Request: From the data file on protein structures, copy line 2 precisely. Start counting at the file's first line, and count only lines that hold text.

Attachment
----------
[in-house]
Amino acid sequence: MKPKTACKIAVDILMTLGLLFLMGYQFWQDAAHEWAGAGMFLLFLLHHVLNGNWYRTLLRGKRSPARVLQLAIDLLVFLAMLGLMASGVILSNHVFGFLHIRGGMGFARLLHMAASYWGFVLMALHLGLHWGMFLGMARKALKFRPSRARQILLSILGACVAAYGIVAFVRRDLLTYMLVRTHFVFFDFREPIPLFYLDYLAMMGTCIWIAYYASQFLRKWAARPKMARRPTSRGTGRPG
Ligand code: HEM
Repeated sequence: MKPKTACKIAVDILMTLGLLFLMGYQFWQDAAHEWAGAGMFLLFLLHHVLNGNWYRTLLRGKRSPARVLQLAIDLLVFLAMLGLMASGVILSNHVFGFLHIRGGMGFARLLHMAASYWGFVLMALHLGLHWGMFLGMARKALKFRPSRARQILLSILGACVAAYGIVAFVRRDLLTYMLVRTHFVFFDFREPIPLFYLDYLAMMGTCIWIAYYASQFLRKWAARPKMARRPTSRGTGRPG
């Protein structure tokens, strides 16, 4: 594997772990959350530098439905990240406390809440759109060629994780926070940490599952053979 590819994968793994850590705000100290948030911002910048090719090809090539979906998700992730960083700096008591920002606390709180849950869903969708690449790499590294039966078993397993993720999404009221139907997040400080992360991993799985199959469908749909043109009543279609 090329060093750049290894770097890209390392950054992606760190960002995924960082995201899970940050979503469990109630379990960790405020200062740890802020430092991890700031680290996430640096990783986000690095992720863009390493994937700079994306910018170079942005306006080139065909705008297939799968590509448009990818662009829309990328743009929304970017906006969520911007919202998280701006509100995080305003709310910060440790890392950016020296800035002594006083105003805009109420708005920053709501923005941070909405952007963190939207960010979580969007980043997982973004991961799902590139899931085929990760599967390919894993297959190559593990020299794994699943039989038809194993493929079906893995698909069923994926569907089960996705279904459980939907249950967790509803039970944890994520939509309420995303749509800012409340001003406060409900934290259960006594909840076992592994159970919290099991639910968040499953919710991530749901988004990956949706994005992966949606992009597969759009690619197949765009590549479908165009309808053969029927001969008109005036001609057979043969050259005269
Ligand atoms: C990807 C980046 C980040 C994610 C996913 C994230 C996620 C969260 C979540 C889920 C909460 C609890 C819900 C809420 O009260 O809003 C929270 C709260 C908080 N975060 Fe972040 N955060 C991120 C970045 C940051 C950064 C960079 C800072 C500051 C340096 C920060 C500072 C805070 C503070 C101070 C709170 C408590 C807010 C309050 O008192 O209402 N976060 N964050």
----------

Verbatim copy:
Amino acid sequence: MKPKTACKIAVDILMTLGLLFLMGYQFWQDAAHEWAGAGMFLLFLLHHVLNGNWYRTLLRGKRSPARVLQLAIDLLVFLAMLGLMASGVILSNHVFGFLHIRGGMGFARLLHMAASYWGFVLMALHLGLHWGMFLGMARKALKFRPSRARQILLSILGACVAAYGIVAFVRRDLLTYMLVRTHFVFFDFREPIPLFYLDYLAMMGTCIWIAYYASQFLRKWAARPKMARRPTSRGTGRPG